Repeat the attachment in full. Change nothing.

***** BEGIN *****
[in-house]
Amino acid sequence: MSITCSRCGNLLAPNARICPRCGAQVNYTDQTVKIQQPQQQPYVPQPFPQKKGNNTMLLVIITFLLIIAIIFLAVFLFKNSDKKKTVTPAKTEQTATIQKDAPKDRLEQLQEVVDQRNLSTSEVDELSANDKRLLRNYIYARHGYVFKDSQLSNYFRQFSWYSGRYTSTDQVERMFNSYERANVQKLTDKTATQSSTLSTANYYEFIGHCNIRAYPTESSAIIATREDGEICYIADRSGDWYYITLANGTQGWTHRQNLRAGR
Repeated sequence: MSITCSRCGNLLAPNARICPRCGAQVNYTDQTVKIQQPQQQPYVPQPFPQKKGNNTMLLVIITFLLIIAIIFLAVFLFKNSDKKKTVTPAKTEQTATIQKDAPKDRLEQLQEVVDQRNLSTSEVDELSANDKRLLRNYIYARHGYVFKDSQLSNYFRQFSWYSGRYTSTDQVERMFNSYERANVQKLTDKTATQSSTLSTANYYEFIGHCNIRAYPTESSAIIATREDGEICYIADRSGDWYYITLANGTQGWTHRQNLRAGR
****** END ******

[in-house]
Amino acid sequence: MSITCSRCGNLLAPNARICPRCGAQVNYTDQTVKIQQPQQQPYVPQPFPQKKGNNTMLLVIITFLLIIAIIFLAVFLFKNSDKKKTVTPAKTEQTATIQKDAPKDRLEQLQEVVDQRNLSTSEVDELSANDKRLLRNYIYARHGYVFKDSQLSNYFRQFSWYSGRYTSTDQVERMFNSYERANVQKLTDKTATQSSTLSTANYYEFIGHCNIRAYPTESSAIIATREDGEICYIADRSGDWYYITLANGTQGWTHRQNLRAGR
Repeated sequence: MSITCSRCGNLLAPNARICPRCGAQVNYTDQTVKIQQPQQQPYVPQPFPQKKGNNTMLLVIITFLLIIAIIFLAVFLFKNSDKKKTVTPAKTEQTATIQKDAPKDRLEQLQEVVDQRNLSTSEVDELSANDKRLLRNYIYARHGYVFKDSQLSNYFRQFSWYSGRYTSTDQVERMFNSYERANVQKLTDKTATQSSTLSTANYYEFIGHCNIRAYPTESSAIIATREDGEICYIADRSGDWYYITLANGTQGWTHRQNLRAGR